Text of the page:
The last time the Americans were trusted with the Godzilla franchise did not end well. Any fan of the king of the monsters remembers Roland Emmerich's gargantuan turd from 1998 fairly well; but for all the wrong reasons. Thankfully, the second attempt at bringing the iconic lizard to US screens is in the hands of new filmmaker Gareth Edwards; it seemed he couldn't fail after producing the brilliant Monsters on such a low budget in 2010, and believe me, he has lived up to all expectations.

Godzilla features the titular beast as a powerful force of nature, coming to the aid of humanity to restore balance when creatures aggravated by our scientific curiosity threaten the future of our race. Caught up in the chaos is bomb disposal technician Ford Brody (Aaron Taylor-Johnson), whose father Joe (Bryan Cranston) becomes obsessed with discovering the truth after his wife is killed in an apparent 'natural disaster' - though Joe knows something is being hidden, and his actions lead to the eventual revelation of the truth as further disaster begins to unfold.

The trailers for Edwards' new take on Godzilla have washed away the terrible taste of the 1998 film, and the film itself should purge all memories of its existence. In the style of classic monster hits such as Jurassic Park and Alien, Godzilla uses the presence of its titular monster to create tension and reveal its effects on the terrified characters. The slow burn pacing means we focus on the human characters, which are fleshed out to more than generic screaming citizens panicking and running. We seldom see the titular creature for the first hour, and he probably has around 20 minutes of screen time in total - this sounds horrifying, but trust me, it really works.

Godzilla has a certain character and personality to him, being more faithful to the original concept of a godlike being who restores balance to the natural way of life. Edwards has lately impressed us with his talent in the field of CGI special effects and with a $160 million budget behind him this time round, the end product truly shines. The action scenes and the creatures all look fantastic, and the animation breathes more personality and believability into their portrayal.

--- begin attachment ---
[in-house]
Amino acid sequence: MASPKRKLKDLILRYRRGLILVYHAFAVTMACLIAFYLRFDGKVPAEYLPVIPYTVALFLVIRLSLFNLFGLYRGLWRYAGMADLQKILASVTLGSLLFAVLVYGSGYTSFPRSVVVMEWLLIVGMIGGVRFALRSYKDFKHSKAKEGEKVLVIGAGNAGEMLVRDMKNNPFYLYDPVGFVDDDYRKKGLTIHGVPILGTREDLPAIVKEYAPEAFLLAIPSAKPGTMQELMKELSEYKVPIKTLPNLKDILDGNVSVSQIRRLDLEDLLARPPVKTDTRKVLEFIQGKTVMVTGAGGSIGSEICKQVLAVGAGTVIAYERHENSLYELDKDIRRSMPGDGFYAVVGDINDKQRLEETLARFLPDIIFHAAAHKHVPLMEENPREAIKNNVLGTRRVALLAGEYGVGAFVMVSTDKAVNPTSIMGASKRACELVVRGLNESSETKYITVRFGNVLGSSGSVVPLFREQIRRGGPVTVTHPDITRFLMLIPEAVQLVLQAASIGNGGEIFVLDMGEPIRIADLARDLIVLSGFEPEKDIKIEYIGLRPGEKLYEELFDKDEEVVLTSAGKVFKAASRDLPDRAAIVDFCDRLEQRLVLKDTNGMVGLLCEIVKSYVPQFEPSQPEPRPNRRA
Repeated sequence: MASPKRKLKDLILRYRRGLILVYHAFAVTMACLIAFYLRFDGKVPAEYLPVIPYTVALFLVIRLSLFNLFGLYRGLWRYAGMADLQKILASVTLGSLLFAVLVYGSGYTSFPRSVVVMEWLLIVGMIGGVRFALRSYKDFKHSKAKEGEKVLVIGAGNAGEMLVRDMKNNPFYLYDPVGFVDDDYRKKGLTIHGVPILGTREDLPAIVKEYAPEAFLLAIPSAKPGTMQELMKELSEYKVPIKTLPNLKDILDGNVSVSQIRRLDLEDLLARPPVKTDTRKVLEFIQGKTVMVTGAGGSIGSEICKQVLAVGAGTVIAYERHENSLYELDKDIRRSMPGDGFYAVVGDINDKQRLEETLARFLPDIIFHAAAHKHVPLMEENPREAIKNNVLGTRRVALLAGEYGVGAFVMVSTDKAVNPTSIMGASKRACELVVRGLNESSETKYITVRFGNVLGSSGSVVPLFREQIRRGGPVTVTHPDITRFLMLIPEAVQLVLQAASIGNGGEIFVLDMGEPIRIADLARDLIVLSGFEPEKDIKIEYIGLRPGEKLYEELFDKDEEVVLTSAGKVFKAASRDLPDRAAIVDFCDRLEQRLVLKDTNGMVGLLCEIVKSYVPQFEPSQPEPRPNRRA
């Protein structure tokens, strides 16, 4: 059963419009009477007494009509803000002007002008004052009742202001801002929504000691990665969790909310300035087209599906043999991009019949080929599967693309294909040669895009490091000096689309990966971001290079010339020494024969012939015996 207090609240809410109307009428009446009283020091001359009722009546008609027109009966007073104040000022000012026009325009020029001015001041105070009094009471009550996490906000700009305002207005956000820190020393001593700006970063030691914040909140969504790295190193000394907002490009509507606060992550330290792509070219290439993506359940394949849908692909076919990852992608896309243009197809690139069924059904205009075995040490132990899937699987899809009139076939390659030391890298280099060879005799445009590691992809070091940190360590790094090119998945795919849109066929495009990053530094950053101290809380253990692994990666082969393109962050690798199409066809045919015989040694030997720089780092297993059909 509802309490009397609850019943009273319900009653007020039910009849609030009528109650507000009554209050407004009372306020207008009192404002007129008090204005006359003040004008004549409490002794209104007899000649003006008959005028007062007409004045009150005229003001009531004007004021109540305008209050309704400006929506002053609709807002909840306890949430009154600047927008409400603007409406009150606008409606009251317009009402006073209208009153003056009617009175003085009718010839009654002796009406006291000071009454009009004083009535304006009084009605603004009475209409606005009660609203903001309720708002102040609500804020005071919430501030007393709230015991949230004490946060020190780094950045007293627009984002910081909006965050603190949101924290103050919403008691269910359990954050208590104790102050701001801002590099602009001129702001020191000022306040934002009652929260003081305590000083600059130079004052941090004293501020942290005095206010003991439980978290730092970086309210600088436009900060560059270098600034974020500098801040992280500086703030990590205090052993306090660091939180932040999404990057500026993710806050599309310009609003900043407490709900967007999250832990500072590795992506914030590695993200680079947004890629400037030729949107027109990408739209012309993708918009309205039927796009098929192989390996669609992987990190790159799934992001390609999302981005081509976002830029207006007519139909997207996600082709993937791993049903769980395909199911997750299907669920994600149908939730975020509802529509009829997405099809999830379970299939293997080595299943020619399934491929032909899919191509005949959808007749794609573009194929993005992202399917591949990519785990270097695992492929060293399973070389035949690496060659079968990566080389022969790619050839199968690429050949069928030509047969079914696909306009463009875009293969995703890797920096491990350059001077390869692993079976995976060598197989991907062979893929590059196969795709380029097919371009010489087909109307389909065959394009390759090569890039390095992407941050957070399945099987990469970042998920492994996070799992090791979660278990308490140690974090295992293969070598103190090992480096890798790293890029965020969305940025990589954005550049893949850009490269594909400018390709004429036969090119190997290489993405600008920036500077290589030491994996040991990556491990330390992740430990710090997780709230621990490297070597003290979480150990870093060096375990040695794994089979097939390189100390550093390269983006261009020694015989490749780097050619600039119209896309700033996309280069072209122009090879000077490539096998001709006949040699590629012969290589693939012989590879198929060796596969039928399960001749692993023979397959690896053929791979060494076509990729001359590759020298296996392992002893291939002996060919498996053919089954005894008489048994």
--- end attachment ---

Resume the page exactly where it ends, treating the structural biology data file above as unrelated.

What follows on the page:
Performances across the board are generally superb, even if some characters come off as a tad bland - both Aaron Taylor-Johnson and Bryan Cranston are particularly impressive in their roles, the former effortlessly being able to play a convincing father, husband and soldier even at the young age of 23. The principal issue with Godzilla is perhaps the occasional irritating vagueness of its storyline, which could've elaborated more on the villains and the actual meaning behind Godzilla himself. This aside, this is far from a disappointment; superb pacing and awesome action make it a perfect redemption to Emmerich's atrocity and easily one of the best films of the year thus far.

Wednesday, 7 May 2014

Movie Review - Monsters

Gareth Edwards is a name known mainly to British sport fans, but did you know there is also a rather talented gentleman in the world of film who shares this namesake, who is directing an upcoming blockbuster known as Godzilla? Well, you do now. And before the lucky bugger nabbed himself such an incredible job, he had worked on a $500,000 film of his own titled Monsters. Set in the near future where alien life has spread across the Earth, Monsters follows the story of a young man and woman attempting to cross the border from Mexico to America, traversing through the deadly infected zone in the process.

Now allow me to elaborate a little on Edwards' story here; a NASA probe crashed to Earth many years ago, and alien life within it began to escape and reproduce. The running and screaming has since ended; now the monsters are residents of our planet, albeit dangerous ones. They're quarantined in vast areas of land known as the infected zone, which our protagonists Andrew Kaulder (Scoot McNairy) and Samantha Wynden (Whitney Able) must journey through to get home. As you can quite probably tell, the story is massive in scope, yet when watching the film you'll find it's so humble and subtle in execution.

In order to tell such a large story, Edwards has employed a clever use of computer generated imagery to create the backgrounds of each scene - helicopters whizzing past, signs displaying the infected zone areas, and buildings destroyed in unseen attacks. His technical expertise are combined with a clever setup that allows us to be absorbed into the world around the characters without necessarily seeing much. This echoes classic monster movies such Spielberg's Jaws, where seeing so little of the monstrous antagonist actually created a stronger feeling of tension.

The actors do a superb job and share an interesting chemistry, even if their romance seems a little underdeveloped. It's also amusing how so many of the extras perform so well despite a lot of them being random people the crew approached when filming on location. The spontaneity of the production benefits the final product in many ways like this, but also paves the way for inevitable problems; employing mostly natural light means the film is often a little too dark at times. Scenes set during the nighttime hours are barely visible which can create a sense of irritation just as much as it can create suspense. In spite of these few flaws, Monsters remains an entertaining and interesting low budget sci-fi story, and it's clear now that hiring Edwards to direct Godzilla was indeed the right choice.